Mr. Hain [holding answer 26 March 2001]: The Government are taking a number of steps to promote the development of offshore wind. We believe that this technology will have an important role to play in helping us to meet our renewables targets.
Offshore wind will be eligible for the new Renewables Obligation that the Government are proposing to introduce in October this year. In addition, in view of the early stage of development of offshore wind, the Government are planning to provide capital grants to support its development. Of the £250 million allocated for renewables support over the next three years, at least £49 million has been allocated specifically for offshore wind and further sums may be allocated in the light of the recommendations of the Performance and Innovation Unit, due to be published later this year.
The grants will be used to fund a number of early demonstration projects for offshore wind. The aim is that these will reduce the costs involved to a more acceptable level, and provide those involved with a bank of knowledge and experience to enable them to pursue more ambitious projects on a commercial basis.
The Government are also determined to provide a more streamlined consents process for offshore wind. The existing arrangements are fragmented and the proposal is for DTI to act as a "one-stop-shop" for planning and consents. I launched a consultation paper of 20 February and views are sought by 23 April.
Mr. St. Aubyn: To ask the Secretary of State for Trade and Industry what (a) quantitative and (b) qualitative analytical work his Department has commissioned from GGC/NOP since 1 May 1997; and what was (i) the cost of the contract and (ii) the specific nature of the work commissioned.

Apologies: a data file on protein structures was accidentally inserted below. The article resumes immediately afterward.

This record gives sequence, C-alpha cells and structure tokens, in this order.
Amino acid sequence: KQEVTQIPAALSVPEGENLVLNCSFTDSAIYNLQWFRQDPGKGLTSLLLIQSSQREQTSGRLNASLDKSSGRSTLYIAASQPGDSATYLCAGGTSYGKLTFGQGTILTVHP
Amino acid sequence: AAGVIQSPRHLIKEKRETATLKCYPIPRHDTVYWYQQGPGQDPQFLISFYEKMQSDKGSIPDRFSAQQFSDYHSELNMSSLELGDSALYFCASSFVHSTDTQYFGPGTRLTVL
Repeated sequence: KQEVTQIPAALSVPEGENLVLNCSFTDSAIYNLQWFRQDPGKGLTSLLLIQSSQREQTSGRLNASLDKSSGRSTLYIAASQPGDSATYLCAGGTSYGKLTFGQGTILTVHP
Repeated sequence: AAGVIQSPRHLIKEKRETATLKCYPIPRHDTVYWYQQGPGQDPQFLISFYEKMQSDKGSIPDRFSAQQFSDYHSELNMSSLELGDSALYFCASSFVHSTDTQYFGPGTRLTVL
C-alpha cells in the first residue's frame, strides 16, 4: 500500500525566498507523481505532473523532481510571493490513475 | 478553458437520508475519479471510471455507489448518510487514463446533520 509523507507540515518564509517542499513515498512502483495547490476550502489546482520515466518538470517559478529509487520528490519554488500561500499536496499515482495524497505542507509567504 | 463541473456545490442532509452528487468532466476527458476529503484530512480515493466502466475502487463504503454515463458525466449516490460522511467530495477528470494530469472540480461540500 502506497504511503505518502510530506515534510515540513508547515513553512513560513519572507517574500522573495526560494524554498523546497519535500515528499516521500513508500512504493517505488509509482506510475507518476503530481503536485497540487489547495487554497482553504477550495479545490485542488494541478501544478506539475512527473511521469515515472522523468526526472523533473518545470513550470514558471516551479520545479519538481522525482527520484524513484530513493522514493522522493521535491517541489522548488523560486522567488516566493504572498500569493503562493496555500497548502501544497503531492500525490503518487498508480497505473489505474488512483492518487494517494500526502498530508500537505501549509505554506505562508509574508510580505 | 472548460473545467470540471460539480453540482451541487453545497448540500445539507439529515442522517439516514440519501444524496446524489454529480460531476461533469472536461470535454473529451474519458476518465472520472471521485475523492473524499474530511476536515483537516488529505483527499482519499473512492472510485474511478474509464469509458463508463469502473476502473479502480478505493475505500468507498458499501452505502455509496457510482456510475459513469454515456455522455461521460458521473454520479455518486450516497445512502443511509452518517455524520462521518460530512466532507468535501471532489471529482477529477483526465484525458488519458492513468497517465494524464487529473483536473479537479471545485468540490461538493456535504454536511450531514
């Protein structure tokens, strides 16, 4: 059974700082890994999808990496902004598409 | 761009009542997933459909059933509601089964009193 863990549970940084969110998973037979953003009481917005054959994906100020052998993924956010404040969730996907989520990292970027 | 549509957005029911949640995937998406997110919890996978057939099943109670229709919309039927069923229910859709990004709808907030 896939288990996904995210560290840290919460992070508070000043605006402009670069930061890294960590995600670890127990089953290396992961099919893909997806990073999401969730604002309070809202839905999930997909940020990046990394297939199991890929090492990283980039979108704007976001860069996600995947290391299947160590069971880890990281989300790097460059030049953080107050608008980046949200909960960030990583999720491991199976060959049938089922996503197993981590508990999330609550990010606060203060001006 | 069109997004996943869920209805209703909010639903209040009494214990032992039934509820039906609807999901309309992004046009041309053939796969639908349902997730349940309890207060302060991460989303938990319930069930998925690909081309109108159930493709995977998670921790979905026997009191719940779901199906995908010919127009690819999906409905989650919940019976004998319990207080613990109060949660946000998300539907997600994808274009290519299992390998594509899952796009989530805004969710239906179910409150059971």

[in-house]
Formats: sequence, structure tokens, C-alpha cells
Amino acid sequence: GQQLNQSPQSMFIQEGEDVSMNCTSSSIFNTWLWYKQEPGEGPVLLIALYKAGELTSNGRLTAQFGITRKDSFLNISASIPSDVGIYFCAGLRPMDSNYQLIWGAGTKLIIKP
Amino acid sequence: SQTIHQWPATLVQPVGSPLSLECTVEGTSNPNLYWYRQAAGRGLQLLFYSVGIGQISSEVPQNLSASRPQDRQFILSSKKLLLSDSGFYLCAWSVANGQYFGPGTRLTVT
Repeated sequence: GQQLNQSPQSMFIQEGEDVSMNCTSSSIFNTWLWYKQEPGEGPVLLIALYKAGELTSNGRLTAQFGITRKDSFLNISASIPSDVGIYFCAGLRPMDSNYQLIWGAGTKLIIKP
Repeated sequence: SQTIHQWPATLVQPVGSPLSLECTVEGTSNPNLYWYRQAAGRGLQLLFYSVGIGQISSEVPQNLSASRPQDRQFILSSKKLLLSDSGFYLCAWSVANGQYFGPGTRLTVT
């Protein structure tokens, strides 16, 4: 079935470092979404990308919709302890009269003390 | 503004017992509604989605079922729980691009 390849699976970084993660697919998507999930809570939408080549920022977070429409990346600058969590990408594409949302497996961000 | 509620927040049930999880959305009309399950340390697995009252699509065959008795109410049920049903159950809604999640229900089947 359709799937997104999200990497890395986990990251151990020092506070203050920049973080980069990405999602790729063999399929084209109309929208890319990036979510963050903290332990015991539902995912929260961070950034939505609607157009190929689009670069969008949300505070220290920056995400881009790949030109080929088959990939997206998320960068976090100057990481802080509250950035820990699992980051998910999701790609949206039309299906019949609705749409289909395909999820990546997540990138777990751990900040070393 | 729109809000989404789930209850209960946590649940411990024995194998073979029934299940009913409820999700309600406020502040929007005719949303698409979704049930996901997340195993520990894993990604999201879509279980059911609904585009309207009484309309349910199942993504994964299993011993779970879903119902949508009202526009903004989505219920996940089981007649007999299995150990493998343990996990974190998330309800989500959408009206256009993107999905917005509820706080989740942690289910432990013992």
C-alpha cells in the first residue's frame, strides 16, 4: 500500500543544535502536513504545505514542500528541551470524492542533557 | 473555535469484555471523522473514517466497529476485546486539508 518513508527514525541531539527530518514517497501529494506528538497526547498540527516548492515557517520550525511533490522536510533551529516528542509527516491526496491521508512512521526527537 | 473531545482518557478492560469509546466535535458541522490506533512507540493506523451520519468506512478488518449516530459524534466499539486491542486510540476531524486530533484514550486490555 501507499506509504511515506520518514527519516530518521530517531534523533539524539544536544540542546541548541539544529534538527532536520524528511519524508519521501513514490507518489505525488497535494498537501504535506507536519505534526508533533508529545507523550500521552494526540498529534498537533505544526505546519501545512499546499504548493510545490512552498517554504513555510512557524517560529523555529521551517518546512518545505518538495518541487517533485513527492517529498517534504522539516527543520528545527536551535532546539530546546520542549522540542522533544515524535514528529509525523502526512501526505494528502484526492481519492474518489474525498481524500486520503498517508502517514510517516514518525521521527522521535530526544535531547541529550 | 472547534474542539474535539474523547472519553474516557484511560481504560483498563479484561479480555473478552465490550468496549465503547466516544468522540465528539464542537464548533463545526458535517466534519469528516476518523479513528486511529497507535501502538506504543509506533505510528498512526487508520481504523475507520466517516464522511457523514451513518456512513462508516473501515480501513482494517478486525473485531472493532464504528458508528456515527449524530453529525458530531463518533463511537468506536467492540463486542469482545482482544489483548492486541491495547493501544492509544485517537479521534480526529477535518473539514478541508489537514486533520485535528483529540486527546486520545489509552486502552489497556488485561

Dr. Howells: Our records show that the Department, since 1 May 1997, has commissioned no statistical surveys from GGC/NOP. However, the following table lists all statistical surveys that the Department has commissioned from NOP and partnerships since 1 May 1997. The table provides the nature of the work commissioned and the date of origin but excludes contractual costs as a matter of commercial confidence between parties under Exemption 13 of the code of Practice on Access to Public Information.
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|Title||Date originated||Name of contractor|
|Business Information Security Survey 1998||13 October 1997||NOP Business|
|Benchmarking Development of the Information Age||29 September 1998||NOP/Spectrum Strategy Consultants|
|Business Information Security Survey||11 October 1999||NOP|
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Mr. Stunell: To ask the Secretary of State for Trade and Industry on what dates regulatory approval was given for the reprocessing of irradiated MOX fuel by BNFL at Sellafield; and if he will make a statement. 
Mr. Stunell: To ask the Secretary of State for Trade and Industry how much irradiated MOX fuel has been transported to Sellafield from each of BNFL's foreign customers in each of the last 10 years; and if he will make a statement. 
Mr. Hain: Irradiated MOX has been received by BNFL at Sellafield from BNFL customers in Switzerland and Germany. Details of the quantities involved and the timing of these deliveries are a commercial matter for BNFL and its customers.
Mr. Bruce George: To ask the Secretary of State for Trade and Industry what representations the Better Regulation Task Force has received regarding the consultation paper on the Government's proposals for regulation of the private security industry in England and Wales opposing the (a) regulation of in-house employees, (b) regulation of security system installers and (c) security companies; and if he will list the organisations making representations in each case. 
Subsequent to publishing the report, the Task Force received one letter referring to the Government's consultation paper on the regulation of the private security industry. It came from the Association of Chief Police Officers Intruders Alarm Group and it supported the Government's proposals.